Kimono obi fabric caps

Obi caps Obi caps

Someone sent me a link to a tutorial video on Youtube. And once on Youtube, you know that you’ve got to click all those related videos that look interesting on the side bar. Two hours later I came across a tutorial video on Proper Fit Clothing co. channel for making caps.

The tutorial was very good! It was very interesting to see all kinds of machines used to sew a single cap. The person said that the cap can also be sewed on regular sewing machine though so I got curious about it.

Obi caps

The cap  pattern is available for USD1.5 on a website called Cap Supply co. that also sells caps and various cap making supplies. It was the first time I have ever heard of this company! And as far as I know, I have never seen anyone making a cap that really looks like a store-bought ones.

The company also has several other cap patterns such as the most ordinary six panels baseball cap pattern, Dad cap pattern (I don’t know what the difference is with the baseball cap), even visor cap and ponytail cap pattern. I didn’t know there are so many types of caps! I bought the 5 panel Camp Cap pattern because the seamlines look very interesting.

A friend of mine gave me several kimono and obi fabric that I have planned to refashion. Obi is the belt used for kimono, the fabric is usually stiffer than the kimono and it has many interesting embroideries. So instead of using canvas fabric like a proper cap, I went straight into cutting my beautiful obi fabric. Life is too short for boring fabric!

Obi caps Obi caps

Constructing the head part was very easy. The pieces are small so it came together quite fast. All the seamlines are covered with bias tape on the inside, topstitched on either side of the tape. In the tutorial video, they used an attachment to double stitch sewing machine so the process was quite fast.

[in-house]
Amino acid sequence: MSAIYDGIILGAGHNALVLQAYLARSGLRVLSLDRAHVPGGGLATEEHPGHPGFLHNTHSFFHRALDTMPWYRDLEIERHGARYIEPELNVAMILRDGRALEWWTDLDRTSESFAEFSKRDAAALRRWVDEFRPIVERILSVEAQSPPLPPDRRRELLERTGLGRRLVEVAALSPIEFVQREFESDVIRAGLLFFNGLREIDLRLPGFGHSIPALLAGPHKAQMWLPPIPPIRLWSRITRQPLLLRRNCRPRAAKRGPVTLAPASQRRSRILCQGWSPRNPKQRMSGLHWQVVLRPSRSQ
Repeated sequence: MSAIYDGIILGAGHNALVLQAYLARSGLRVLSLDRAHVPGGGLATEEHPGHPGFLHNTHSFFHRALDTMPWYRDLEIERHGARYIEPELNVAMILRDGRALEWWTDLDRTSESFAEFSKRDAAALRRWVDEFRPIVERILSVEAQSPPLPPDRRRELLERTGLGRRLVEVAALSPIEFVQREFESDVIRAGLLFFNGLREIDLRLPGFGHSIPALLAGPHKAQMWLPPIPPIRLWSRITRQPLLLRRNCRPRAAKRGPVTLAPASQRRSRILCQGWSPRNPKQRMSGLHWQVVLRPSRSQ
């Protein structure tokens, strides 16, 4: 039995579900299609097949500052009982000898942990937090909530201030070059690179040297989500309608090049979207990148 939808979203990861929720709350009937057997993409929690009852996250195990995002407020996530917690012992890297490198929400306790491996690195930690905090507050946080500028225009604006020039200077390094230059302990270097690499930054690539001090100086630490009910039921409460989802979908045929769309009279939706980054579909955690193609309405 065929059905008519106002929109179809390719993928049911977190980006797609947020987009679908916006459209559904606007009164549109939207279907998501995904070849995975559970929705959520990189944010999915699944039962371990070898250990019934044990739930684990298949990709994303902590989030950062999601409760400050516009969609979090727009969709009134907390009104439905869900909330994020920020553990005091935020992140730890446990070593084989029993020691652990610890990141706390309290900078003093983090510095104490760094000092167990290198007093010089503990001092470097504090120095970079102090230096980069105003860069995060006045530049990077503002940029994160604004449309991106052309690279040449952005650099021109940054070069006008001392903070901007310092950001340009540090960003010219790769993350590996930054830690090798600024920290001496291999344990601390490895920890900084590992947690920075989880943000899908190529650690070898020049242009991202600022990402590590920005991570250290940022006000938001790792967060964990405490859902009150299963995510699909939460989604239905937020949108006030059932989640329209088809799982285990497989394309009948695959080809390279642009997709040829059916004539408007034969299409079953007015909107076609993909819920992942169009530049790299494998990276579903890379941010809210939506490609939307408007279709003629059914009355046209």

Instead using store bought brims as recommended, I used a plastic sheet that is specially used for cap brims. I cut the shape of the brims and inserted it between the fabric brims. I used industrial sewing machine to topstitch the lines across the brims, it’s a very strong machine so there was no difficulties at all. I’m not sure that a domestic sewing machine can be used for this.

Obi caps Obi caps

Attaching the brim to the hat part was difficult. But the most difficult part was sewing the sweatband to the hat! In the video they used a special sewing machine that makes it quite easy. I found their old video where they still used a regular sewing machine that convinced me that it can be done. I stitched and unstitched and stitched and unstitched so many times! You can see above my wavy sewing lines around the brim part. Oh well, experience will make it perfect I guess.

Obi caps Obi caps

Cap pattern pieces

There are several back closure options, I use plastic closure and nylon straps. The end of the strap can be inserted back into the hat so they don’t dangle around.

It is best to steam the cap after finished to shape the hat. In the video, they used a wooden form to place the hat for steaming. I just used my regular tailor’s ham. It was quite a maneuver to steam all the seam lines but it can be done!

I made the gold cap first and it was way too big for my head. My husband loves it though! For the purple one, I printed the pattern at 93% so it would fit my head. The circumference of my husband’s head is 58 cm while mine is 54 cm. 54 divided by 58 is 0.93 and that’s where 93% came from.

I found that I really love making these caps! I love how the small pattern pieces have quite strange shape and how they come together slowly to form a cap.

Here we are in Harajuku wearing my handmade obi caps!

Obi caps Obi caps

Sequin Linden T-shirt and Ninni culottes

Linden sequin T-shirt and Ninni culottes Linden sequin T-shirt and Ninni culottes

Have you seen the Spring/Summer 2017 collection: The Playground, from Named Clothing? It is inspired by the practicality and simplicity of childrenwear. I’m all about practical and comfort so I was very excited about this collection.